Excerpt from our recent newsletter: Diapering at Lóczy:“Inspiration not Replication” BY DEBORAH LAURIN, PH.D Candidate, University of Oklahoma-Tulsa


BY DEBORAH LAURIN, PH.D Candidate, University of Oklahoma-Tulsa

Villő, 28 months, waits at the gate that divides the play space from the eating area. For several minutes, she spins the wooden latch of the gate her attention focused on her activity as Gabi, her caregiver, attends to breakfast with Abel. Finished with breakfast, Abel returns to the play area. Now it is time for Villő’s diaper change! Villő walks with Gabi to the washroom and steps up on the little stool in front of the dressing table. She lifts her left leg to the table, while balancing with her right foot on the stool, then reaches with both hands, finding stability in her three points of contact, before easily pulling herself to standing on the table. Leaning with her back against the rails that enclose two sides of the dressing table, Villő faces Gabi who is speaking softly to her. Gabi begins to unzip Villő’s pants, pausing as Villő helps push her pants partially down, Gabi then, gently slips them over the bulk of her diaper. Villő sits now for more stability, with one leg extended and the other bent her little fingers capably push her pants down to her ankles. Pushing the pants over her foot presents more challenge, so Gabi assists Villő easing the pant leg over Villő’s foot to the end of her toes. Now, Villő finishes her task, first pulling one pant leg over her toes and then the other. Villő stands bending her knees a little with her legs apart to aid Gabi as she carefully removes her poop-filled diaper. Ready with a basin of water, Gabi holds the basin as Villő puts her fingers in the water and touches the bar of soap. Speaking softly to Villő, Gabi meets her gaze with a smile. Taking the cloth from the water, Gabi gently cleans Villő with slow wiping movements, then, pauses. Standing sideways in a semi-squat position, Villő holds the dressing table rails with both hands for balance. She adjusts her posture in cooperation, first lifting one leg slightly and then the other as Gabi continues to clean her bottom. Now the washing is complete and Villő removes a wipe from the package and cleans her vulva with a few back and forth strokes, then, places the wipe in the garbage bag Gabi is holding ready. When Villő has completed her task, Gabi takes another wipe and gesturing she speaks to Villő who in response cooperatively lifts her leg so Gabi can continue with cleaning. Standing, Villő gazes through the window above the dressing table, observing the children playing in the room next door. Gabi follows Villő’s gaze and noticing her interest, pauses in the diapering process to narrate about the activity that has captured Villő’s attention. When Villő’s interest shifts back to Gabi, she offers two diapers for Villő to choose. Gabi holds them in front and in a moment of playfulness, Villő selects a diaper lifting her right leg and chooses with her toes. They both smile at this, their eyes meet before Villő turns to hold the rail with both hands as Gabi places the diaper, secures the tabs, then, snaps her onsey closed. Gabi rolls Villő’s pant leg into a doughnut like shape to guide and ease Villő’s dressing. Now Villő turns to face Gabi, still holding the rail with one hand for balance, she steps one foot and then the other through the doughnut hole of each pant leg. Gabi pauses, watching and waiting, as Villő pulls her pants up stopping at her diaper. This is difficult and requires Gabi’s assistance to ease it over the bulk of her diaper. Fully dressed and still standing, Villő lets go of the rail smiling widely and gazes at Gabi with warmth and delight, she extends her belly toward Gabi. Gabi leans toward Villő too, returning Villő’s smile and gaze before offering her hands, then, lifts her from the dressing table to the floor. It is time to wash hands! Villő walks to the little sink at child height, turns on the tap, and washes her hands rubbing them together under the running water. Gabi stands nearby, speaking to Villő, but does not interfere with Villő’s task. Reaching for her towel Villő dries her hands, then, finding the little loop on the towel, she hangs the towel on her peg. Her diapering completed she returns to play.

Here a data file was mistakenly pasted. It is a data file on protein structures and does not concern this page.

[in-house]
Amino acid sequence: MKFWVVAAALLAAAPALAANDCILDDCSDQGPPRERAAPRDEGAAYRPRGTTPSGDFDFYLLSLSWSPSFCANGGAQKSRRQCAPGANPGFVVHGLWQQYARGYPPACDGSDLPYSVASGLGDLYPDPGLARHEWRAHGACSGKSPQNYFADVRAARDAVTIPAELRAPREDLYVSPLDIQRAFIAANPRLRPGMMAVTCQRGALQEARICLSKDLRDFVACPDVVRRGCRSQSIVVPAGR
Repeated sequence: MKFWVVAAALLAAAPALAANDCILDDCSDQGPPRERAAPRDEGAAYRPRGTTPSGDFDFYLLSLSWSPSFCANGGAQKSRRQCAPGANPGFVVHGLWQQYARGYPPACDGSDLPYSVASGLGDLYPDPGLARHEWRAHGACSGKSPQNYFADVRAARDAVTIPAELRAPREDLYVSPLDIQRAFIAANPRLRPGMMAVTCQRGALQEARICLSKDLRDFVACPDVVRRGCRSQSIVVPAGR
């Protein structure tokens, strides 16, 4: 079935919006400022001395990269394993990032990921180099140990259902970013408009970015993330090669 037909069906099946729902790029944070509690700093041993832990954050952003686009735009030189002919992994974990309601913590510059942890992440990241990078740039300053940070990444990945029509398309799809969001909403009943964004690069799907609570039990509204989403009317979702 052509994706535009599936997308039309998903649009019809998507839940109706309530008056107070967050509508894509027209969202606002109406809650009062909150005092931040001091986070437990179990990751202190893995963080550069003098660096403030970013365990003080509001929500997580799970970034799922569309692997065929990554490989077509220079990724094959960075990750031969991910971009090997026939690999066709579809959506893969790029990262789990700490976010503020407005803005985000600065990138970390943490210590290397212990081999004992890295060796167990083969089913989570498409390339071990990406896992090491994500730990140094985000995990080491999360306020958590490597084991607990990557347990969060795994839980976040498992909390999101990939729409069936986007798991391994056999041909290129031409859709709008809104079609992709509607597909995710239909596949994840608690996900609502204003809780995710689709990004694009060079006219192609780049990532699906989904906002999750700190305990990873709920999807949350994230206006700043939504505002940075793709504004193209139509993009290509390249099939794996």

The beautiful vignette above is an actual observation of diapering at Lóczy, in Budapest Hungary at the Pikler Institute from a visit in June 2016. Ahead of its time, even in 1946, the Pikler Institute continues with a unique approach to childcare that exemplifies ideals independent of the status quo. For most, the practices described may seem different from the way diapering is typically conducted in most infant and toddler group care settings. The diapering routines at Lóczy offer a cultural context in which to re-envision most infant and toddler diapering practices. Importantly, the Pikler® approach is not a recipe to follow in a lock-step manner. A phrase coined by a participant at the San Francisco Pikler® Intensive, “Inspiration, not replication” resonated with my experience of observing the caregivers and children at Lóczy. It is a reminder of what Lóczy offers, without copying; valuable insights about the way the Lóczy children and their caregivers are together. My visits observing in the children’s groups at Lóczy profoundly moved me, in a visceral way, deeply imprinting in my psyche the well-being of the children and the utmost care in every gesture and word of their caregivers. It gave me a feeling of immense hope, like recovering something precious, previously thought to be lost. READ THE REST OF THE ARTICLE IN OUR JANUARY NEWSLETTER, PAGE 10.pikler-news-january-2017